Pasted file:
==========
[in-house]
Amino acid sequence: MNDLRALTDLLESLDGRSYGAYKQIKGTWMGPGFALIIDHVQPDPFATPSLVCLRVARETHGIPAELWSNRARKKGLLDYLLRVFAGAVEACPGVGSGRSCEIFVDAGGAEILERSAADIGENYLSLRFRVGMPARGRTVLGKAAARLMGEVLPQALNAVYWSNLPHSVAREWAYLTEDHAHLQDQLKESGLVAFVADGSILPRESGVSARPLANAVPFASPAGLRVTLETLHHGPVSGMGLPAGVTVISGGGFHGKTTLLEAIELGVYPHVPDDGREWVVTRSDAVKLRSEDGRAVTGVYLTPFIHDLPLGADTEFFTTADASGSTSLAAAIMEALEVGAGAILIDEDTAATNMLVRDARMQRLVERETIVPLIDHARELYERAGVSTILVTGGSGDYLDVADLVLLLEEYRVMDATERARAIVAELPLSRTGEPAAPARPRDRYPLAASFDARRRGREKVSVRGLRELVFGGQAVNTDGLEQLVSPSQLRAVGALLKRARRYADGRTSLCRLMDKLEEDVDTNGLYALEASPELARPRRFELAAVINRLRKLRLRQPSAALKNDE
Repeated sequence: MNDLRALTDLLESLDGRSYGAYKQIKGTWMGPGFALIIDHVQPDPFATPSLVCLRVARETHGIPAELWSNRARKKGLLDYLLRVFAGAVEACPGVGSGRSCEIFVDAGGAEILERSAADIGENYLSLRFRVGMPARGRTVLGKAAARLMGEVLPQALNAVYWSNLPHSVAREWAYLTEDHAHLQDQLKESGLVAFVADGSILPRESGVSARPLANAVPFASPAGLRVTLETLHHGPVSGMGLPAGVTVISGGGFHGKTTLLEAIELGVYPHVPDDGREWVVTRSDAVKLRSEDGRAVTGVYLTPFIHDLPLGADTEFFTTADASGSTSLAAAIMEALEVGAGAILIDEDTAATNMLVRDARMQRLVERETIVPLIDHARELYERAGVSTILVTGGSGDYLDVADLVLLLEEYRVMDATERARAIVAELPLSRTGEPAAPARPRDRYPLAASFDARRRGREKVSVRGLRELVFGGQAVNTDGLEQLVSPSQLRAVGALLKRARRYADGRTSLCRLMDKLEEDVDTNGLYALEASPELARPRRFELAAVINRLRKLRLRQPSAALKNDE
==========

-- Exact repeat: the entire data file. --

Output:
[in-house]
Amino acid sequence: MNDLRALTDLLESLDGRSYGAYKQIKGTWMGPGFALIIDHVQPDPFATPSLVCLRVARETHGIPAELWSNRARKKGLLDYLLRVFAGAVEACPGVGSGRSCEIFVDAGGAEILERSAADIGENYLSLRFRVGMPARGRTVLGKAAARLMGEVLPQALNAVYWSNLPHSVAREWAYLTEDHAHLQDQLKESGLVAFVADGSILPRESGVSARPLANAVPFASPAGLRVTLETLHHGPVSGMGLPAGVTVISGGGFHGKTTLLEAIELGVYPHVPDDGREWVVTRSDAVKLRSEDGRAVTGVYLTPFIHDLPLGADTEFFTTADASGSTSLAAAIMEALEVGAGAILIDEDTAATNMLVRDARMQRLVERETIVPLIDHARELYERAGVSTILVTGGSGDYLDVADLVLLLEEYRVMDATERARAIVAELPLSRTGEPAAPARPRDRYPLAASFDARRRGREKVSVRGLRELVFGGQAVNTDGLEQLVSPSQLRAVGALLKRARRYADGRTSLCRLMDKLEEDVDTNGLYALEASPELARPRRFELAAVINRLRKLRLRQPSAALKNDE
Repeated sequence: MNDLRALTDLLESLDGRSYGAYKQIKGTWMGPGFALIIDHVQPDPFATPSLVCLRVARETHGIPAELWSNRARKKGLLDYLLRVFAGAVEACPGVGSGRSCEIFVDAGGAEILERSAADIGENYLSLRFRVGMPARGRTVLGKAAARLMGEVLPQALNAVYWSNLPHSVAREWAYLTEDHAHLQDQLKESGLVAFVADGSILPRESGVSARPLANAVPFASPAGLRVTLETLHHGPVSGMGLPAGVTVISGGGFHGKTTLLEAIELGVYPHVPDDGREWVVTRSDAVKLRSEDGRAVTGVYLTPFIHDLPLGADTEFFTTADASGSTSLAAAIMEALEVGAGAILIDEDTAATNMLVRDARMQRLVERETIVPLIDHARELYERAGVSTILVTGGSGDYLDVADLVLLLEEYRVMDATERARAIVAELPLSRTGEPAAPARPRDRYPLAASFDARRRGREKVSVRGLRELVFGGQAVNTDGLEQLVSPSQLRAVGALLKRARRYADGRTSLCRLMDKLEEDVDTNGLYALEASPELARPRRFELAAVINRLRKLRLRQPSAALKNDE